Yalıkavak life is in hibernation mode, and the hatches are well and truly battened down. As a working town, daytime activities go on as they must, but by night the village falls eerily silent except for roving packs of abandoned hounds and the few venues scraping a scanty living from the rare hardy emigrey annuals who venture out after dark.
Dogs in Turkey are employed primarily to guard houses not to live in them and are discarded when no longer required, usually at the end of the season. The local council does its best to control the numbers but resources are limited and the supply overwhelming. For the most part, the animals seem healthy and happy, more of a nuisance than a danger. I suppose life on the streets is preferable (and certainly more natural) to being tethered to a post in solitary confinement and fed on kitchen slops. We’ve been sorely tempted to salvage a winsome mutt with a sad, down at heel expression but this would be unfair given our frequent sojourns to Blighty to placate our abandoned families.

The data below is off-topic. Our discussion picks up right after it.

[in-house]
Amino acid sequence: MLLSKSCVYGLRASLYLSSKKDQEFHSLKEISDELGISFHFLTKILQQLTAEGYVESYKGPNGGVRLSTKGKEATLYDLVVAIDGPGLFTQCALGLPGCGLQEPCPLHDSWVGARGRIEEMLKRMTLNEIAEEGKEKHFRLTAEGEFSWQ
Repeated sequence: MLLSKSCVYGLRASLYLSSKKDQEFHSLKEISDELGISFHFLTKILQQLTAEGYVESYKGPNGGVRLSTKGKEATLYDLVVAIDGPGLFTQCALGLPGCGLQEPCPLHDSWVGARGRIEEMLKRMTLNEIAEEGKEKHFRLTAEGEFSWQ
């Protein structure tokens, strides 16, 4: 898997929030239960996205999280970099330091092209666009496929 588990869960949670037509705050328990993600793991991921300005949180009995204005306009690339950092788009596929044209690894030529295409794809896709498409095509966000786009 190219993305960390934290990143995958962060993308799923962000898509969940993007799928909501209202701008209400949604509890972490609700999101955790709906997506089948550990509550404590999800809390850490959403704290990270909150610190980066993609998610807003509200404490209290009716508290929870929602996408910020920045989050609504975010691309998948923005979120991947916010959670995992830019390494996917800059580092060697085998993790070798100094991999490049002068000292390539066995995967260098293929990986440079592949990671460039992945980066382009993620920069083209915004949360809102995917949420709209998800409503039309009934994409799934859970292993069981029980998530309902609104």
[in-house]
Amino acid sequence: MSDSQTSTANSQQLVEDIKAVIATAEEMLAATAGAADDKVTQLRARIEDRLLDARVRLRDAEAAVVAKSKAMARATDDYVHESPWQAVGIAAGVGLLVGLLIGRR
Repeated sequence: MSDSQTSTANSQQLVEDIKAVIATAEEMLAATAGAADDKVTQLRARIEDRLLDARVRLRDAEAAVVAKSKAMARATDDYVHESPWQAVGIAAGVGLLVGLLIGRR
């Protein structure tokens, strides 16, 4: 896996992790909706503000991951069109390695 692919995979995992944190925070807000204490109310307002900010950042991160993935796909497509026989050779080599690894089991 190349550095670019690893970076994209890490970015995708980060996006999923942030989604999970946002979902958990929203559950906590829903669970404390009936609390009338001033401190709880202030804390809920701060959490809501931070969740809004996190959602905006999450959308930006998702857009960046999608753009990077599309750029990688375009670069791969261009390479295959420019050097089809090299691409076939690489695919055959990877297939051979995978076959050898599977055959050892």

Animal-loving emigreys are appalled by the callous treatment of man’s best friend. After all, it’s well known that Brits love their pets more than their children. So, fund-raising and re-homing of street dogs is a regular aspect of emigrey life. A concern for street children seems less prevalent.